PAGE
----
Argued December 4, 1986.
Decided December 30, 1986.
Mack A. Player (argued), Timothy B. Haney, Asst. U.S. Attys., Harrisburg, Pa., Richard K. Willard, Asst. Atty. Gen., Edward S.G. Dennis, Jr., U.S. Atty., William Kanter, Howard S. Scher, Attys., Appellate Staff, Civil Div., Dept. of Justice, Washington, D.C., for appellant.
Susan E. Hartley (argued), Paul G. Riffle, Riffle and Foster, Athens, Pa., for appellee.
Appeal from the United States District Court for the Middle District of Pennsylvania.
Before WEIS, MANSMANN and HUNTER, Circuit Judges.
OPINION OF THE COURT
Appellee Almon E. Welch applied for disability benefits on June 25, 1982. The Secretary denied these benefits to Welch both initially and on reconsideration. Welch requested and was granted a hearing before an Administrative Law Judge ("ALJ"). After a de novo consideration of the case, the ALJ ruled on June 14, 1984 that Welch was disabled within the meaning of the Act. On August 11, 1983, the Appeals Council notified Welch that, pursuant to 20 C.F.R. §§ 404.969 and 404.970 (1986), it had decided on its own motion to review the ALJ's decision. After a de novo review of the record (including additional evidence submitted by Welch), the Appeals Council ruled on August 29, 1984 that Welch was not disabled within the meaning of the Act, thereby reversing the ALJ. The decision of the Appeals Council became the final decision of the Secretary. Welch then brought this action in United States District Court for the Middle District of Pennsylvania under 42 U.S.C. § 1383(c)(3) (1983), incorporating by reference 42 U.S.C. § 405(g) (1983), to review the final determination by the Secretary. The case was submitted on cross motions for summary judgment. On March 18, 1986, the Magistrate issued a report recommending that the Secretary's motion for summary judgment be denied and that Welch's motion be granted. The district court adopted the Magistrate's report, and on April 16, 1986, granted Welch's motion for summary judgment, thereby affirming the ALJ and reversing the Appeals Council. This appeal followed.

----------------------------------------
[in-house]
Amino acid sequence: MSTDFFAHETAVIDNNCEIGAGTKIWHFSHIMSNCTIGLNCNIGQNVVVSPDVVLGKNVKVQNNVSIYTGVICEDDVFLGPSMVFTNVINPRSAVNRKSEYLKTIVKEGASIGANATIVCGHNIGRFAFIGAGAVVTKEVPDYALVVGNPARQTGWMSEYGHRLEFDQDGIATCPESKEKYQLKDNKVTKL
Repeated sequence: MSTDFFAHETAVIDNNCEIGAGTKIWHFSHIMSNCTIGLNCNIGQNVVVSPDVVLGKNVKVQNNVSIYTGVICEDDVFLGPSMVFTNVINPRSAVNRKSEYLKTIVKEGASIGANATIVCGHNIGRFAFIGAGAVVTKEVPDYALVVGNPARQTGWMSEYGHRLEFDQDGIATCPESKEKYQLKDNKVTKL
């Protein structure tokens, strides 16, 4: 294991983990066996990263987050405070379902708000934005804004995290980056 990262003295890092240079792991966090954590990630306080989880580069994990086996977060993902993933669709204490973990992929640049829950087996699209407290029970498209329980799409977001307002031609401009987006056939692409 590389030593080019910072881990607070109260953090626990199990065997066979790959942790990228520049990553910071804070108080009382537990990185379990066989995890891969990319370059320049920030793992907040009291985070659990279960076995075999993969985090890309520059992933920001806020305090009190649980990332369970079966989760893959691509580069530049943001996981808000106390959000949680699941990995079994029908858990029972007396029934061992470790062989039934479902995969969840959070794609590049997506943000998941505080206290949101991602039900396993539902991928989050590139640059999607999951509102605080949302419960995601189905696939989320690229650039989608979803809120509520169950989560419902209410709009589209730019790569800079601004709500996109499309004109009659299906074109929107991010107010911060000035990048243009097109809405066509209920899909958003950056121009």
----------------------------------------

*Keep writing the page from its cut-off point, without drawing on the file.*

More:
We are called upon in this case to determine whether "[t]he findings of the Secretary [are] . . . supported by substantial evidence." 42 U.S.C. § 405(g). Before examining the administrative record to determine whether the Secretary's decision is supported by substantial evidence, we must resolve two threshold questions. First, we must determine whether the Secretary is barred from seeking appellate review due to his failure to raise objections to the magistrate's report within the prescribed time period. Second, we must determine whether, when the ALJ and Appeals Council are in conflict, 42 U.S.C. § 405(g) directs us to review the ALJ's decision or the Appeals Council's decision for substantial evidence.
The following "Notice" was attached to the magistrate's report:
Any party may object to the report and recommendation within fifteen (15) days from the date of this notice by filing with the Clerk written exceptions setting forth in full the basis of the exceptions. The exceptions may be accompanied by a memorandum or brief in support thereof. The filing of exceptions is not required and, if exceptions are not filed, it will be considered that the party or parties intend to rely on the arguments made in the briefs previously filed.
Appellee Welch argues that, by the terms of this notice, the Secretary waived his right to object to the magistrate's findings by not filing exceptions with the magistrate in the first instance. We will not hold that the Secretary has waived his right to object to the magistrate's findings because, under the plain language of the magistrate's notice, the filing of exceptions was permissive, not mandatory. While it is within the power of this appellate court to condition the taking of an appeal in these circumstances upon a timely filing of objections, see Thomas v. Arn, ___ U.S. ___, 106 S.Ct. 466, 471, 88 L.Ed.2d 435 (1985), we find that it would be inappropriate to do so in this case, where the language of the magistrate's report did not put the Secretary on notice that he would be waiving his appellate rights by not filing objections below. Cf. Thomas v. Arn, 106 S.Ct. at 469 (magistrate's report stated that "ANY OBJECTIONS . . . must be filed . . . within ten (10) days. . . . Failure to file objections within the specified time waives the right to appeal the District Court's order.").
We recognize that we could adopt appellee's position without harming the appellant by adopting the waiver rule prospectively. See Thomas v. Arn, 106 S.Ct. at 470. However, we conclude that, both because of the permissive language of this particular magistrate's notice, and because neither party in this case has thoroughly briefed the issue, our adoption or rejection of a prospective waiver rule is better left for another day.